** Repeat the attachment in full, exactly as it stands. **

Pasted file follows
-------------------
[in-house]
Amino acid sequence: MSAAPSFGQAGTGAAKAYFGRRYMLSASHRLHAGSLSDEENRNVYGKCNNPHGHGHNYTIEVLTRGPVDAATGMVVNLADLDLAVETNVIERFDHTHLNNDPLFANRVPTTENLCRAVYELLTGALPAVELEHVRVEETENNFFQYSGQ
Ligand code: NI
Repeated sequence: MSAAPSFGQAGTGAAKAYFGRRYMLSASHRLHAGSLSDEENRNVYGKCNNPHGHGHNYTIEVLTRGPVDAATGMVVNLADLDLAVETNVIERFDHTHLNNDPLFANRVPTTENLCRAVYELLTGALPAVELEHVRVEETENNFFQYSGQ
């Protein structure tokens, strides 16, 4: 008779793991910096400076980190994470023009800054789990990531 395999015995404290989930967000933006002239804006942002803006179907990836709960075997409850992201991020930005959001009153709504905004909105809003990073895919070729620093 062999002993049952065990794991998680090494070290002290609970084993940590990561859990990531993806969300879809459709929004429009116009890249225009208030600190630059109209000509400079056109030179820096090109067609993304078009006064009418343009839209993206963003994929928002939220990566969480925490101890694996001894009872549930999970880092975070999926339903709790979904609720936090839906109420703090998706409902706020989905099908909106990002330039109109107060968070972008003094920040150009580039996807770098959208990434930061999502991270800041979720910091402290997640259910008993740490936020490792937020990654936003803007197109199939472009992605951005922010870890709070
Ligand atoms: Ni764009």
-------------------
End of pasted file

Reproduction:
[in-house]
Amino acid sequence: MSAAPSFGQAGTGAAKAYFGRRYMLSASHRLHAGSLSDEENRNVYGKCNNPHGHGHNYTIEVLTRGPVDAATGMVVNLADLDLAVETNVIERFDHTHLNNDPLFANRVPTTENLCRAVYELLTGALPAVELEHVRVEETENNFFQYSGQ
Ligand code: NI
Repeated sequence: MSAAPSFGQAGTGAAKAYFGRRYMLSASHRLHAGSLSDEENRNVYGKCNNPHGHGHNYTIEVLTRGPVDAATGMVVNLADLDLAVETNVIERFDHTHLNNDPLFANRVPTTENLCRAVYELLTGALPAVELEHVRVEETENNFFQYSGQ
């Protein structure tokens, strides 16, 4: 008779793991910096400076980190994470023009800054789990990531 395999015995404290989930967000933006002239804006942002803006179907990836709960075997409850992201991020930005959001009153709504905004909105809003990073895919070729620093 062999002993049952065990794991998680090494070290002290609970084993940590990561859990990531993806969300879809459709929004429009116009890249225009208030600190630059109209000509400079056109030179820096090109067609993304078009006064009418343009839209993206963003994929928002939220990566969480925490101890694996001894009872549930999970880092975070999926339903709790979904609720936090839906109420703090998706409902706020989905099908909106990002330039109109107060968070972008003094920040150009580039996807770098959208990434930061999502991270800041979720910091402290997640259910008993740490936020490792937020990654936003803007197109199939472009992605951005922010870890709070
Ligand atoms: Ni764009």